How can an ice cream business start out in a sociology class? It's a bit of a stretch, but here goes: When Alexis (Miesen) Gallivan went from high school in Rocky River to the University of Michigan, that was her major. 

"Back then," says the 41-year-old entrepreneur, "if you wanted to do good in the world, taking sociology [the study of social problems] was the only way." After a getting a masters in nonprofit management from Columbia University, working jobs around the globe, and, oh yeah, following her lifelong love of ice cream, Gallivan co-founded Blue Marble Ice Cream Co. in Brooklyn, N.Y.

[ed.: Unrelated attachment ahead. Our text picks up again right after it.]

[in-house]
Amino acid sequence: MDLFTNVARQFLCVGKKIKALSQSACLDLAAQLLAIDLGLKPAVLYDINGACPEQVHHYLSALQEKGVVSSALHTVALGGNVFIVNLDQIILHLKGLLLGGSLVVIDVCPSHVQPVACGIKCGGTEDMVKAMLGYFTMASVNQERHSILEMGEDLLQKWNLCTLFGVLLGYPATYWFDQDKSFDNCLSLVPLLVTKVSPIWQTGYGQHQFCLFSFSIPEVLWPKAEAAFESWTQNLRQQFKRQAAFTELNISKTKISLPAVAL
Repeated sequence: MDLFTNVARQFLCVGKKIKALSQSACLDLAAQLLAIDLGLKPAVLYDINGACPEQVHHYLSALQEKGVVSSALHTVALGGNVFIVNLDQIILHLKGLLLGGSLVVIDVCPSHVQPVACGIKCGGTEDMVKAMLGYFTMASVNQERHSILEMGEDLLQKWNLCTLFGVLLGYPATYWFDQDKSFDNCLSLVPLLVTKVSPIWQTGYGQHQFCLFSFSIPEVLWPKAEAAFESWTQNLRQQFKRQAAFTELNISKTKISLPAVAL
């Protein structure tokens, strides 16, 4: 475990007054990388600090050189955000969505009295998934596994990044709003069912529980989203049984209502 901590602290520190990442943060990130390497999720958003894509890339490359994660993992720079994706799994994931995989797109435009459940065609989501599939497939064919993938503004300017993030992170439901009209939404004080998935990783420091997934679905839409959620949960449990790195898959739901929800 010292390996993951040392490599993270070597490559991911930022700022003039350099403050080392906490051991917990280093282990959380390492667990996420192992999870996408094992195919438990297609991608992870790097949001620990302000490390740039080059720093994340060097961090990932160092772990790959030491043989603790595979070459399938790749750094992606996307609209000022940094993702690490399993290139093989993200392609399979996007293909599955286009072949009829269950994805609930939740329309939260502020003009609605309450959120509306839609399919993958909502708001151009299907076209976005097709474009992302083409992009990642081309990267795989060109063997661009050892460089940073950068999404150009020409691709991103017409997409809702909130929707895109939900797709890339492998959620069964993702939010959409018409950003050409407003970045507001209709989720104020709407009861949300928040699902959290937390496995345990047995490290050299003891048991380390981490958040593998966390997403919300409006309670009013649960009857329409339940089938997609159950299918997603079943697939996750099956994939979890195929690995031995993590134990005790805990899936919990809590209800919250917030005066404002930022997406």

The doing-good-in-the-world piece? In some eyes, making ice cream might be enough. But this award-winning product (New York Times, Food & Wine) is certified organic, meaning no pesticides, growth hormones or genetically engineered ingredients. Plus, its success helped create sister ice cream shops in Rwanda and Haiti, as well as internships at the home shop for high school students from the South Bronx. 

A film about the Rwandan store, Sweet Dreams, made the film festival circuit a few years ago, and was screened at the Cleveland Museum of Art.

Now, almost 10 years after Gallivan and her business partner, Jennie Dundas, opened their doors, Blue Marble is in the freezer cases at Heinen's.

"We're so excited to be in Cleveland," Gallivan said by phone recently. "The idea that people I went to high school with could be feeding their children our ice cream is such an honor and a thrill. It's like coming full circle."


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